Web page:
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Vietnamese pangasius clears USDA’s first hurdle, but two more ahead

Posted on 8/4/2018 12:00:00 AM by

Vietnam, China and Thailand all have satisfied the US Department of Agriculture’s (USDA) first test for continuing to send pangasius to the United States, but two more tests remain.

Vietnam, China and Thailand all have satisfied the US Department of Agriculture’s (USDA) first test for continuing to send pangasius to the United States, but two more tests remain.
Just those three of the 14 countries that initially expressed interest in continuing to export siluriformes – the genus of fish that includes pangasius and domestic catfish – to the US will be able to do so. They have successfully filled out their self reporting tools (SRTs) in a way that indicates their approach to guaranteeing the safety of their fish is equivalent to the standards maintained by the US, USDA’s Food Safety and Inspection Service (FSIS) announced Thursday.
Processors in all three countries now can look forward to on-site audits by FSIS inspectors “within the next three months, and probably sooner than that", Carmen Rottenberg, the USDA deputy under secretary for food safety, told Undercurrent News.
Later, the countries’ products will also face point of entry inspections.
“If you look at this from a consumer perspective, we have worked extensively with foreign countries to determine the equivalence of these catfish producers and the countries that export products here and we are just committed to ensuring the safety and wholesomeness of all products imported into the United States,” Rottenberg said.
Guyana, Nigeria, Pakistan, Myanmar, Bangladesh, El Salvador, the Dominican Republic, Canada, Mexico and the Gambia all stumbled and knocked over USDA’s first hurdle. Their pangasius products will no longer be allowed into the country, though they are welcome to go through the application process again, the USDA officials said.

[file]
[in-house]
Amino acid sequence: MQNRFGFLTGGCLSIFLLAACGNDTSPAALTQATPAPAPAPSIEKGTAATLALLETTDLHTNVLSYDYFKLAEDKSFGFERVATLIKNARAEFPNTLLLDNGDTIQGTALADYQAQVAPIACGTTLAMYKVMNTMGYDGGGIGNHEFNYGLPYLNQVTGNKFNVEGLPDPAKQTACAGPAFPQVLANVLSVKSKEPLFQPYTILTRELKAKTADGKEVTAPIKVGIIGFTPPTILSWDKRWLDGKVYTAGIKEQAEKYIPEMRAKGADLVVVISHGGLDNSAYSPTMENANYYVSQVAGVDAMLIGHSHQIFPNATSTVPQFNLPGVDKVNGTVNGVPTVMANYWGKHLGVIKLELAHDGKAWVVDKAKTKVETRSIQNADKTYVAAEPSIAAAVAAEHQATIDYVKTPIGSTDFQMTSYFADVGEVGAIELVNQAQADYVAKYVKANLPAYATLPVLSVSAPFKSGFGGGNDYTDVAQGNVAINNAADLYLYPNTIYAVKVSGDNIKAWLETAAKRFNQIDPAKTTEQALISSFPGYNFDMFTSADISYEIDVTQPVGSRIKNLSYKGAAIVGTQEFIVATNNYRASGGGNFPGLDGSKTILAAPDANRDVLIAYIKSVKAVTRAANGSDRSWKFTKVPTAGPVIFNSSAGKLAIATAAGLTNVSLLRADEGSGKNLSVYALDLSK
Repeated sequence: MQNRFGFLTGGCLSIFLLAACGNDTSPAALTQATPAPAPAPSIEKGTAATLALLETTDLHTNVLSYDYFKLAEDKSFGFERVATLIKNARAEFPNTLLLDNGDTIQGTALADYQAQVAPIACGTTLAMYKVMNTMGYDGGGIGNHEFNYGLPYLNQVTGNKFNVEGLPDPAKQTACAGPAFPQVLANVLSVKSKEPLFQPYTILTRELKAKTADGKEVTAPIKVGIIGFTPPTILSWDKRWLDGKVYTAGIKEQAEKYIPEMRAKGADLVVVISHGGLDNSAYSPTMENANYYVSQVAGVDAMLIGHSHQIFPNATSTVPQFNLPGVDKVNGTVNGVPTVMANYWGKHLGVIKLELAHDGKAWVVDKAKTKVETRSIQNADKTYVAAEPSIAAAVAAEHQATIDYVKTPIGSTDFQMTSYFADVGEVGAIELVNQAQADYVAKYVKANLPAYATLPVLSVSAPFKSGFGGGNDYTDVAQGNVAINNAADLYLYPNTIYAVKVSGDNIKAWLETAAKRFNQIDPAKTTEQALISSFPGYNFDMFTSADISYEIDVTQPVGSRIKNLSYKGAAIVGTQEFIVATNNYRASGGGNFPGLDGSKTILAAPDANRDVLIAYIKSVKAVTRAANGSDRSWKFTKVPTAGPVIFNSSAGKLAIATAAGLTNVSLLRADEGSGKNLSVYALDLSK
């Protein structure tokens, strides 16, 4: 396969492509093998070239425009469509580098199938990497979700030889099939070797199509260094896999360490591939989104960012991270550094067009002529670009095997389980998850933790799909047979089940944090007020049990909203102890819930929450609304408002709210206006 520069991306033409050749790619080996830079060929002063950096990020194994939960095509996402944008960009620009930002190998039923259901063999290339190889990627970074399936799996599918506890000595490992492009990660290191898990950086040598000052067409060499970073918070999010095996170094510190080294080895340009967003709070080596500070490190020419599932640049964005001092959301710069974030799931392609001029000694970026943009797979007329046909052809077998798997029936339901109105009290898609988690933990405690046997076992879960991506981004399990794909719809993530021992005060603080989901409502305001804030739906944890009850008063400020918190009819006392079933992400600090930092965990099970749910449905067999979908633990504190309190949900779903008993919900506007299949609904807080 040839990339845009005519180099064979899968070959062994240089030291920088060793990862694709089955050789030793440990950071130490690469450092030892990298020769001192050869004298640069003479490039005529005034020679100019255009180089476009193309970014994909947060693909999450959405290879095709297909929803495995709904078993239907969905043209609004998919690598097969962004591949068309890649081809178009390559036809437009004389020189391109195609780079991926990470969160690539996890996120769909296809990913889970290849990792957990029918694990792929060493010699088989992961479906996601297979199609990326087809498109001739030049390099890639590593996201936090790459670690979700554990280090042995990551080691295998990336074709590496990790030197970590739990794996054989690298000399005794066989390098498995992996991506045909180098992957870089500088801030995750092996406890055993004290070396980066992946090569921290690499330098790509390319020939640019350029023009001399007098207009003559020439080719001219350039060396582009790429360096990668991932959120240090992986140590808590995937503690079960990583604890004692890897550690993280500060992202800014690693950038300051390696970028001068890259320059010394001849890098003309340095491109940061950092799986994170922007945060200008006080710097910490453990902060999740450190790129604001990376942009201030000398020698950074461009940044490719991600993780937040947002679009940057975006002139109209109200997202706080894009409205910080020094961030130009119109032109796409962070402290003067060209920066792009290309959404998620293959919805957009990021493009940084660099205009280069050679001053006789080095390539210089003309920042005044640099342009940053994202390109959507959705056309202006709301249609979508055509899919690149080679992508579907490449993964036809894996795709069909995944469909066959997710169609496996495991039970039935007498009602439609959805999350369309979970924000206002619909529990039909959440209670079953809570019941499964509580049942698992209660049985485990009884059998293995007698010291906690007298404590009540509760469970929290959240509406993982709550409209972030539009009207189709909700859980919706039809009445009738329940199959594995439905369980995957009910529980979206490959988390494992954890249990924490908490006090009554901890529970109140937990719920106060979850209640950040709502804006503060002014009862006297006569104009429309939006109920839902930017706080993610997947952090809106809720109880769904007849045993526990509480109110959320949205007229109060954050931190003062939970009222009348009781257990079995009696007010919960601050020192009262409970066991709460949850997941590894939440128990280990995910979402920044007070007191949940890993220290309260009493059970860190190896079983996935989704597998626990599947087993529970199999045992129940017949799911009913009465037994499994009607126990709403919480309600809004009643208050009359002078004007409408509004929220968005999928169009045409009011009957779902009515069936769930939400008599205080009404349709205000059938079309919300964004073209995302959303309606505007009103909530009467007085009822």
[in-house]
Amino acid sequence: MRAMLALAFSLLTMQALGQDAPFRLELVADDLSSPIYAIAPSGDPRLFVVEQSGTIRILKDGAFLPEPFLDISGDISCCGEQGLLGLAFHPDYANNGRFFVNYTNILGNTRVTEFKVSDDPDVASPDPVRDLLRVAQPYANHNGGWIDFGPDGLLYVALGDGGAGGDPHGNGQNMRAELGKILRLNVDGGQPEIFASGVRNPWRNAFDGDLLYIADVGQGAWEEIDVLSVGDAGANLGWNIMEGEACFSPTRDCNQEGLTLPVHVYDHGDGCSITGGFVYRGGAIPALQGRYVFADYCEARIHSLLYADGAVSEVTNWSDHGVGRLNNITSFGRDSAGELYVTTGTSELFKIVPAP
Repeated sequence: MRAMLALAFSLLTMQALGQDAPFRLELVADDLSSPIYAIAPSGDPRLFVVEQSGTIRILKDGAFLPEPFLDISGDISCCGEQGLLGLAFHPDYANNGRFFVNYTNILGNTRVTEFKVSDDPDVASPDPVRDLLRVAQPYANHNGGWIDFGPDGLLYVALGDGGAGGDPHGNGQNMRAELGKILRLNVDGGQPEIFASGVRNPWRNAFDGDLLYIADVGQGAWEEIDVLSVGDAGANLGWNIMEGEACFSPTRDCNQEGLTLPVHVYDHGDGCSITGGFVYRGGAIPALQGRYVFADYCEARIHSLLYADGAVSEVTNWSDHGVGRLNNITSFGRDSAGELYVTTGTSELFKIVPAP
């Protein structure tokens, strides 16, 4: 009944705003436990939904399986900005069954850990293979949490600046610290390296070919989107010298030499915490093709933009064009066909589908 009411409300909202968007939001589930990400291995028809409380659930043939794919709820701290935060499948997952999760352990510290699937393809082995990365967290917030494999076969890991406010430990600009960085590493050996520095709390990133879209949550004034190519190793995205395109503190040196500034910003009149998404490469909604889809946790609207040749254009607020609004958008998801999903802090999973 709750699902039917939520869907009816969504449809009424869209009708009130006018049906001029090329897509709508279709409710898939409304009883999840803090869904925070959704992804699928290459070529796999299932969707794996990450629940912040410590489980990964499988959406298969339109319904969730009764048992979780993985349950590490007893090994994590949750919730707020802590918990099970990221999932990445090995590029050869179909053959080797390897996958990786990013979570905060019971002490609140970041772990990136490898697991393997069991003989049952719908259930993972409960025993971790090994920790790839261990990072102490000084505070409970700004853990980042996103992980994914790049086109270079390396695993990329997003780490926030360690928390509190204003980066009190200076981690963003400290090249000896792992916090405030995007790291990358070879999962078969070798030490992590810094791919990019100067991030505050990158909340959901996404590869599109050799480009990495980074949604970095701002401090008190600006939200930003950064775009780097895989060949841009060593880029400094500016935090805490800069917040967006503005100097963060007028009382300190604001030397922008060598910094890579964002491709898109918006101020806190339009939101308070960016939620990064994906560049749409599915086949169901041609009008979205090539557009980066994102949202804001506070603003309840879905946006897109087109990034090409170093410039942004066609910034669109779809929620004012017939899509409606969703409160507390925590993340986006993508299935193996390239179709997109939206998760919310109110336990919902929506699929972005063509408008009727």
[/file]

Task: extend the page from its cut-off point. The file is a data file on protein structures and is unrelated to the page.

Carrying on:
There were a long list of reasons why countries failed USDA's first test, from simply not providing the required details to indicating a lack of compliance with Hazard Analysis Critical Control Points standards or a sufficient number of inspections, Rottenberg said. All of the countries were given 90 days to respond to perceived deficiencies in their SRTs.
Brazil simply failed to submit its responses by Sept. 1 and was dropped from the process, the agency said.
But the country that matters the most is Vietnam. It’s the US’ largest source of pangasius by far.
Between Aug. 2, 2017, when FSIS required pangasius importers to begin using import houses where it could more carefully inspect the shipments, and Feb. 26, 2018, the Southeast Asian nation sent the US 97.5 million pounds (44,225 metric tons) of the fish. By comparison, China was a distant second during the seven-month period, accounting for 6.5m lbs. 
Thailand ranked seventh among siluriformes sources during the period, responsible for just 14,584 lbs.
USDA 'cognizant' of being fair
It seems unlikely that Vietnam passing the first of USDA’s three tests will have any impact on the complaint it recently filed with a dispute settlement body at the World Trade Organization (WTO), claiming the US government’s handling of pangasius is an unfair trade practice.
Vietnam has also complained to the WTO about the US' use of anti-dumping duties on pangasius.
Following a long battle over the matter in Washington, D.C., FSIS took over the job of guaranteeing the safety of siluriformes in September 2017, a job previously maintained by the US Food and Drug Administration (FDA).
FSIS is seen as requiring more difficult standards of processors, an issue that one large Vietnamese-based importer of pangasius told Undercurrent in January could lead to more of the fish being shipped to China. The National Fisheries Institute, the US seafood industry's trade association, continues to advocate for returning all siluriformes back to FDA and this week announced a website dedicated to making the case.
But FSIS also is responsible for maintaining the safety of catfish produced by some 105 active establishments in the US that the agency has identified, and they’ve been required to satisfy FSIS standards since March 1, 2016, Rottenberg noted.
“With both groups, we’re very cognizant of it looking like we might be treating one differently. We have tried to be as balanced as we can with everybody,” said Philip Bronstein, USDA’s executive associate for regulatory operations.
FSIS has employed roughly 77 full time equivalents to catfish inspections in the US, he estimated. 
Jason Huffman
(Source: Link)



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